Sometimes I go to bed at night with a deep sense of reward. Finally, I think to no one but myself, a nice, long stretch of rest before I face all of the decisions, demands, and solutions to be required of me tomorrow.
But then… the next morning comes — about 5:15 am usually (thank you enthusiastic birds of New England) and I wake up thinking: Already? Seriously? Is it time to do this again?
For me, it’s not about dreading my day or resisting the phase of life or work I’m in. Of course, some weeks feel mentally heavier, while others more light/productive. Yet others create the sensation of bailing water out of a sinking boat. But this life… especially when you bite off a big chunk of it — whether creative, financial, managerial, analytical, intellectual, operational, emotional, parental — or any other role that shoulders the wellness or future of something or someone important, is demanding as fudge.
It’s so interesting to me to observe that as we grow in our vocations and are able to take on more risk or responsibility, we must also grow internal capacity to bear more uncertainty. But being metaphorically out of breath and in an almost constant state of whiplash… ain’t no way to live.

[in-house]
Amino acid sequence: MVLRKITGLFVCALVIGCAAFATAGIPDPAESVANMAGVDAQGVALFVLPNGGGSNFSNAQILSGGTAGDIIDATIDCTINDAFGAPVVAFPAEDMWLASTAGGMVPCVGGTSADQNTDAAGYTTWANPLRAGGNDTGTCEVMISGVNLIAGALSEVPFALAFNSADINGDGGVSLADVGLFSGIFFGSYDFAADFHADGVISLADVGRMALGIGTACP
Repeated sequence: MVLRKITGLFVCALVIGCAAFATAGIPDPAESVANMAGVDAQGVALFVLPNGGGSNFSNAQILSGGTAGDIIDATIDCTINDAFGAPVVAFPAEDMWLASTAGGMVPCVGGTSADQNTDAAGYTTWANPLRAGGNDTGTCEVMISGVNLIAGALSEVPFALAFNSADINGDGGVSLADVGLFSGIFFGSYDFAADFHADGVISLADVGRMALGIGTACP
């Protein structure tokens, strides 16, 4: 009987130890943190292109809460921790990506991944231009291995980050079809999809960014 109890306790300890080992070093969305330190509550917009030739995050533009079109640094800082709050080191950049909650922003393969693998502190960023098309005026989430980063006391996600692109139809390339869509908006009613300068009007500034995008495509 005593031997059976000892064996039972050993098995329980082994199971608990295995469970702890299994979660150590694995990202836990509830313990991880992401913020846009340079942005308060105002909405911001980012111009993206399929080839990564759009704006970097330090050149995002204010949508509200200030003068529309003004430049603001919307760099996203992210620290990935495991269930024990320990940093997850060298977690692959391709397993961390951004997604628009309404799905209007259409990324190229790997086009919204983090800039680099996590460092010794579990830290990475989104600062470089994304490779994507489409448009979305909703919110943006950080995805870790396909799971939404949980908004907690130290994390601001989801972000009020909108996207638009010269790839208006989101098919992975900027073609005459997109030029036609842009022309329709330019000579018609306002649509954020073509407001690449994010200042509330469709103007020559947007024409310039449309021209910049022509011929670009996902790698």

For me, this past month proved to be opaque. What I thought would happen, develop, grow, become real…showed up as something completely different…and with many a curveball. Because the reverse pattern seemed to repeat itself, I decided to start looking at things like the flow of a river; “where the water flows, so shall we go.” Corny, yes – but I needed it.
If the meeting seemed difficult to nail down, I released my need to have it.
If the person didn’t seem sure, I prepared to let them go.
If the idea didn’t resonate, I put it away for later.
Sometimes the world/ universe/ spirit/friends are throwing up roadblocks to steer you in a different direction or help you see an alternate route. I’m trying to watch for those now, instead of muscling through with an unyielding force. Which isn’t to say I’m not persistent and determined, but there’s something to be said for observing the flow. While you know clichÃ©s give me hives (but here goes), “meant to be” usually presents as the right time, place, words, opportunity — a sign of some kind, or ease, that reassures.
Exhaustion comes from thinking you have to deal with it all.
Restoration comes when you realize a lot of “dealing with it” may have nothing to do with you.